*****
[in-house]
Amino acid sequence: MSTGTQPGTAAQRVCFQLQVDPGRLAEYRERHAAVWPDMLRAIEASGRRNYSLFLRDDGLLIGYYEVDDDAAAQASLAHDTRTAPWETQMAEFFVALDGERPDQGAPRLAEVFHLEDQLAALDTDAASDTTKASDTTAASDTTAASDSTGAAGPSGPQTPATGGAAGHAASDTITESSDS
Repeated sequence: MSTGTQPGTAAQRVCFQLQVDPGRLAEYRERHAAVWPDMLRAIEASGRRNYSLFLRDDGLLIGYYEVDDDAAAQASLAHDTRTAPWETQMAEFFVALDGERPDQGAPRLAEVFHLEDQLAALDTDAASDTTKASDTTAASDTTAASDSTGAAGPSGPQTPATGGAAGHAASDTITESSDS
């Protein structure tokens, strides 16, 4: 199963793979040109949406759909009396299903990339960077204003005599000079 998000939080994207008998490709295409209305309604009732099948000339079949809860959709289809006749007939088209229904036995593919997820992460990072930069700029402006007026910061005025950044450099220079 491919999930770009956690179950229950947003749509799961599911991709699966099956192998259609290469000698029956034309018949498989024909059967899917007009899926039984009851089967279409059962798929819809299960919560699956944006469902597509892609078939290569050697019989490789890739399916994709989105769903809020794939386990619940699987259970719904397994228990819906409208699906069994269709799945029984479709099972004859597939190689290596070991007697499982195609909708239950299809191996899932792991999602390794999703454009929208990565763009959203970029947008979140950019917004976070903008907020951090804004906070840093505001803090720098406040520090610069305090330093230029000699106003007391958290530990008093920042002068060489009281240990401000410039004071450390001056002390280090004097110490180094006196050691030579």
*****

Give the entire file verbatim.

[in-house]
Amino acid sequence: MSTGTQPGTAAQRVCFQLQVDPGRLAEYRERHAAVWPDMLRAIEASGRRNYSLFLRDDGLLIGYYEVDDDAAAQASLAHDTRTAPWETQMAEFFVALDGERPDQGAPRLAEVFHLEDQLAALDTDAASDTTKASDTTAASDTTAASDSTGAAGPSGPQTPATGGAAGHAASDTITESSDS
Repeated sequence: MSTGTQPGTAAQRVCFQLQVDPGRLAEYRERHAAVWPDMLRAIEASGRRNYSLFLRDDGLLIGYYEVDDDAAAQASLAHDTRTAPWETQMAEFFVALDGERPDQGAPRLAEVFHLEDQLAALDTDAASDTTKASDTTAASDTTAASDSTGAAGPSGPQTPATGGAAGHAASDTITESSDS
């Protein structure tokens, strides 16, 4: 199963793979040109949406759909009396299903990339960077204003005599000079 998000939080994207008998490709295409209305309604009732099948000339079949809860959709289809006749007939088209229904036995593919997820992460990072930069700029402006007026910061005025950044450099220079 491919999930770009956690179950229950947003749509799961599911991709699966099956192998259609290469000698029956034309018949498989024909059967899917007009899926039984009851089967279409059962798929819809299960919560699956944006469902597509892609078939290569050697019989490789890739399916994709989105769903809020794939386990619940699987259970719904397994228990819906409208699906069994269709799945029984479709099972004859597939190689290596070991007697499982195609909708239950299809191996899932792991999602390794999703454009929208990565763009959203970029947008979140950019917004976070903008907020951090804004906070840093505001803090720098406040520090610069305090330093230029000699106003007391958290530990008093920042002068060489009281240990401000410039004071450390001056002390280090004097110490180094006196050691030579």